Renee Kramer, MPH, University of Wisconsin-Madison

Provision of long-acting reversible contraceptives (LARCs) before women leave the delivery hospital can be difficult for health care systems to achieve due to the high costs of devices and insertion. In response to challenges with the global fee for labor and delivery services, 37 states since 2012 have established mechanisms to provide appropriate reimbursement for ...Read more >

Subasri Narasimhan, PhD, Emory University

Subasri (Suba) Narasimhan completed her PhD in Community Health Sciences at the University of California Los Angeles Fielding School of Public Health where she was a Bixby Doctoral Fellow, Child and Family Health Trainee, and a Eunice Kennedy Shriver National Institutes of Child Health and Development Pre-Doctoral Trainee. Her MPH in Maternal and Child Health ...Read more >

Amy Collins, MD, University of Pittsburgh

Young transgender men (including young people who are transmasculinizing) face disparities in the provision of reproductive health care including contraception, despite their biologic capacity for pregnancy and evidence that this population has a need and desire for these critical services. There is a paucity of evidence describing the contraceptive preferences of transmasculine patients, with almost ...Read more >

Lindsey Yates, MPH, University of North Carolina at Chapel Hill

Black women in the US are more likely to experience unintended and short-interval pregnancies, which are associated with increased risk of adverse birth outcomes for mothers and infants. Long-acting reversible contraception (LARC), including the placement of intrauterine devices (IUDs) or implants, is the most effective contraceptive method for reducing unintended and short-interval pregnancies; however, Black ...Read more >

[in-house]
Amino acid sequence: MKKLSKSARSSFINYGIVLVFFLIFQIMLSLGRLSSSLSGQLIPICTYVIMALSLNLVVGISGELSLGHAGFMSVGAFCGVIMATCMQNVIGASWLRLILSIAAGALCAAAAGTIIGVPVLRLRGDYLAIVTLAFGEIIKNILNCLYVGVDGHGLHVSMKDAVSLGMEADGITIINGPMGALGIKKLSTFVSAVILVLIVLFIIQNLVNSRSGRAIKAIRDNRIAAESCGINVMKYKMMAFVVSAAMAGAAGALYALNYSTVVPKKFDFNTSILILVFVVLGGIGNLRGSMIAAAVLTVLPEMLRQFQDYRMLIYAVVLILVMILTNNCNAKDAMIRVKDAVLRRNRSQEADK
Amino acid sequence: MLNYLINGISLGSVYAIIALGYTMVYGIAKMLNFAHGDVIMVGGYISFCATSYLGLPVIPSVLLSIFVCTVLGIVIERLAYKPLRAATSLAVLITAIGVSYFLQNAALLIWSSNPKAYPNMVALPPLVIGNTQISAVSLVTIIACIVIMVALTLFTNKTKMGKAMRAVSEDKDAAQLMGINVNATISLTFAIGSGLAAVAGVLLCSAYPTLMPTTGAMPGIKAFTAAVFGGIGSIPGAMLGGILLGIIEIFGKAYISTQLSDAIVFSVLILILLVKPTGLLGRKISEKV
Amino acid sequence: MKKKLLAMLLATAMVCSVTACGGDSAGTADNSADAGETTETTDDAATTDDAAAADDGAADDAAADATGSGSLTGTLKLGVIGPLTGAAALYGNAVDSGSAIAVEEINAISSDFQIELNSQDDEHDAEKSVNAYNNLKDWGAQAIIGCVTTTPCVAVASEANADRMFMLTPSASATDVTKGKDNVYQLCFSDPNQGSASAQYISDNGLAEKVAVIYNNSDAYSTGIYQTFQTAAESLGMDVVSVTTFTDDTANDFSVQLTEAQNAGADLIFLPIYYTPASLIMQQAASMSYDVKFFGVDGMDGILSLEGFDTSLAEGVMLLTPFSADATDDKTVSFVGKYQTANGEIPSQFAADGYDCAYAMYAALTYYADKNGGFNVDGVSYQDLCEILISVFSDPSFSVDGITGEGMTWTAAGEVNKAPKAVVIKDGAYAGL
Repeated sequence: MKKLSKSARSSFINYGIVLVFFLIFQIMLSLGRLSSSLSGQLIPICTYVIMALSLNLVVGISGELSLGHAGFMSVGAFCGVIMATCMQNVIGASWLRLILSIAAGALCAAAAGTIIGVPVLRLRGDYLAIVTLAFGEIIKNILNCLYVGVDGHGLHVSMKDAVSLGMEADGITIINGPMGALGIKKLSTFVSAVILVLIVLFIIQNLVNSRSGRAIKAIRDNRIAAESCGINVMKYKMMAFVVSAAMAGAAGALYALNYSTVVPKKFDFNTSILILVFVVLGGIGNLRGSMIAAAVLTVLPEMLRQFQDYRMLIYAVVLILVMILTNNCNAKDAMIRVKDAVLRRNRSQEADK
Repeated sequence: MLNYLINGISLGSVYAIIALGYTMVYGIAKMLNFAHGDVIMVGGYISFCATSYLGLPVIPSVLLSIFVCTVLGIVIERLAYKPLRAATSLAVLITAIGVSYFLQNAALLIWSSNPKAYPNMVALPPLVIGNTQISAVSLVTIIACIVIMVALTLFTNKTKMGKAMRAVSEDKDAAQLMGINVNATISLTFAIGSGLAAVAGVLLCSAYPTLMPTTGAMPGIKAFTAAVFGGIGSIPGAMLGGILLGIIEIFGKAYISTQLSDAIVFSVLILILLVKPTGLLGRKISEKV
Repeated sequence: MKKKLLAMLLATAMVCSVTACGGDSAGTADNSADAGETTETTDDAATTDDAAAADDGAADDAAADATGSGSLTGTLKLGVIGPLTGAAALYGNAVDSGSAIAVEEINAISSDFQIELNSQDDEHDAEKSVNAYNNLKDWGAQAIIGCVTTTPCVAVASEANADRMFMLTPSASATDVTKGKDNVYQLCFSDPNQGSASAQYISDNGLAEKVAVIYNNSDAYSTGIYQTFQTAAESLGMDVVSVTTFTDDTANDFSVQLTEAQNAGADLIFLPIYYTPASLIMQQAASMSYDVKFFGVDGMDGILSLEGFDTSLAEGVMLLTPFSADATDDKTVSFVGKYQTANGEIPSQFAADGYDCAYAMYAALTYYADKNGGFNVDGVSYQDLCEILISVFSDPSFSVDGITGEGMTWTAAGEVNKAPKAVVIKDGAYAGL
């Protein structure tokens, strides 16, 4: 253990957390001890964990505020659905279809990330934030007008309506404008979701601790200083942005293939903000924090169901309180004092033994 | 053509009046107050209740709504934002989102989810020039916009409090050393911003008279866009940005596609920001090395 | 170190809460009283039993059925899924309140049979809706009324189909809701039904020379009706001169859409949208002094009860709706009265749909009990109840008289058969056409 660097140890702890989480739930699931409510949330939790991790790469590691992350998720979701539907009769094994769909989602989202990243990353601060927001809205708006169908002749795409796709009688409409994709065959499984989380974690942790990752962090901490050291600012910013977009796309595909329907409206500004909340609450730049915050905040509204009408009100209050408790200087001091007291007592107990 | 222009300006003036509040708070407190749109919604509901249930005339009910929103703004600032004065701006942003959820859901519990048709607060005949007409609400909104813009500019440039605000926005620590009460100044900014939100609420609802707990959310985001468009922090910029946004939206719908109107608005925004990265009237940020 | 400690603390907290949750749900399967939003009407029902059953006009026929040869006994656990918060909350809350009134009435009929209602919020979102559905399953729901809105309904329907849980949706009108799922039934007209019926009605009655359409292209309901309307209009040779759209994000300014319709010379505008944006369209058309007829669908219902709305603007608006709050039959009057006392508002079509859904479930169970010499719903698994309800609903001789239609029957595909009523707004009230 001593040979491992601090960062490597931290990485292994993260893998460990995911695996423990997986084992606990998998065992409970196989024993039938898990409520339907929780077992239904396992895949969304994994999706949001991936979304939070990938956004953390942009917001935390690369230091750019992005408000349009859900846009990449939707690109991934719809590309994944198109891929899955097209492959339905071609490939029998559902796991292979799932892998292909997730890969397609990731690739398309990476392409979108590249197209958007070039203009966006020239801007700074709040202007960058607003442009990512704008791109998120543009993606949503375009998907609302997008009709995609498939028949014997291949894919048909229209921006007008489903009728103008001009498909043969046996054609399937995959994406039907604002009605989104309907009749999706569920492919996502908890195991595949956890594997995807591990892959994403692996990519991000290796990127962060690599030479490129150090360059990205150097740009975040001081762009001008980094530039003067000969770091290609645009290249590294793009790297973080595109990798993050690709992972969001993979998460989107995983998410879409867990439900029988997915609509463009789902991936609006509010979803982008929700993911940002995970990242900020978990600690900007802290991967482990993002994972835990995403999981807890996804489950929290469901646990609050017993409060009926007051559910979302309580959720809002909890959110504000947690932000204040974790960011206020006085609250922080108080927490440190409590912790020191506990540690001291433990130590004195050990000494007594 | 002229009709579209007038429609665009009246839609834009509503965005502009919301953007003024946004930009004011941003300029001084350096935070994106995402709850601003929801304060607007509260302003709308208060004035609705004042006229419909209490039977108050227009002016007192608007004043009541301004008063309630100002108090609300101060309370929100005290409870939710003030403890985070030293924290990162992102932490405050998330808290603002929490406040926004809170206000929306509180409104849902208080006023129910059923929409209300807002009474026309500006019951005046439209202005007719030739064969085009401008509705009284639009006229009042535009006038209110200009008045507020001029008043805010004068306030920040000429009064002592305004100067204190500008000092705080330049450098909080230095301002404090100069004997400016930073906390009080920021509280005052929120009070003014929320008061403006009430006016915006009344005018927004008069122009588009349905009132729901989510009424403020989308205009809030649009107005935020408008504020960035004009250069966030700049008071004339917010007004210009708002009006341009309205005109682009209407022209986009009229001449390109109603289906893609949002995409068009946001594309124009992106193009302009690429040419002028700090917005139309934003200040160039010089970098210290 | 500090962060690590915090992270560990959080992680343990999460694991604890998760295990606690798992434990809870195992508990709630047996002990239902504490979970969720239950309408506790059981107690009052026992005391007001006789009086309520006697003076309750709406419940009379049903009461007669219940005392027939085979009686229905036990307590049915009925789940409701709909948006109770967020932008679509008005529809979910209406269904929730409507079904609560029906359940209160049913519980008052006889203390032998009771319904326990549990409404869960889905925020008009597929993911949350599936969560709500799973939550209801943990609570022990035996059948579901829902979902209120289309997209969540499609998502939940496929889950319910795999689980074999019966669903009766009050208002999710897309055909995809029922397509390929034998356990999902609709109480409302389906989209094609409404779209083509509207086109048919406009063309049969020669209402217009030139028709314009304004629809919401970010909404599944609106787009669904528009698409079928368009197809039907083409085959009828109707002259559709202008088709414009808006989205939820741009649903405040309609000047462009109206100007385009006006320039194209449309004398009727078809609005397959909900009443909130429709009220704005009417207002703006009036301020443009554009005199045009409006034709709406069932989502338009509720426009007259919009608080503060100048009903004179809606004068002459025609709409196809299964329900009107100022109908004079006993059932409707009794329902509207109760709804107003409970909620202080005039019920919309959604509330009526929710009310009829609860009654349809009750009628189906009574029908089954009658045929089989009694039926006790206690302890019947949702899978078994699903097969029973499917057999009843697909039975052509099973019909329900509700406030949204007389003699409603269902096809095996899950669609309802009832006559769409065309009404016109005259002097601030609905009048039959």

Christopher Ahlbach, BS, University of California, San Francisco

Despite its critical importance in reproductive health, access to safe abortion care in the US and globally continues to be impaired by laws and policies based on religious, political, or other ideologies. Although there is substantial anecdotal evidence about specific beliefs and rationales for opposing abortion provision, identifying specific attitudes, and exploring how those attitudes ...Read more >

Kelly Ward, MA, University of California, Irvine

Medical assistants (MAs) have been largely overlooked in research on abortion providers. The proposed research narrows that gap by documenting the integral role MAs play in abortion care. MAs are a rapidly growing occupational group in healthcare and often come to abortion work without a prior ideological commitment to reproductive rights. Using ethnographic methods, I ...Read more >

Summer Martins, PhD, MPH, University of Minnesota

Motivation for contraceptive use hinges on the user’s assumption that they are fertile—capable of conceiving or impregnating. The idea of infertility carries anxiety and stigma for many and, with no way to validate fertility other than attempting pregnancy, may cause people to doubt their reproductive capacity and need for contraception even though they have no ...Read more >

Elizabeth Bartelt, MPH, Indiana University

This study will examine the experiences of sexual and gender minority (SGM) young people who have had at least one abortion. This study will be innovative by lifting voices of those who are typically excluded from traditional women’s health research and practice. The overall focus of this study will be on understanding SGM young people’s ...Read more >

Ashley White, MSPH, University of South Carolina

Despite the method’s effectiveness and safety, vasectomy remains an underutilized contraceptive method in the US. National data has shown there are significant disparities in vasectomy use based on men’s racial/ethnic identity, education, and income, however, questions remain about why these differences exist. Currently, there is limited empirical data on men’s views on vasectomy to help ...Read more >

April Bell, MPH, Indiana University

April J. Bell has designed and implemented data collection and evaluation systems in domestic and international settings. She received her BA in Human Biology from Stanford University, her MPH with a dual concentration in Epidemiology and Social and Behavioral Sciences from the School of Medicine at Indiana University (IU) and is a PhD candidate in ...Read more >

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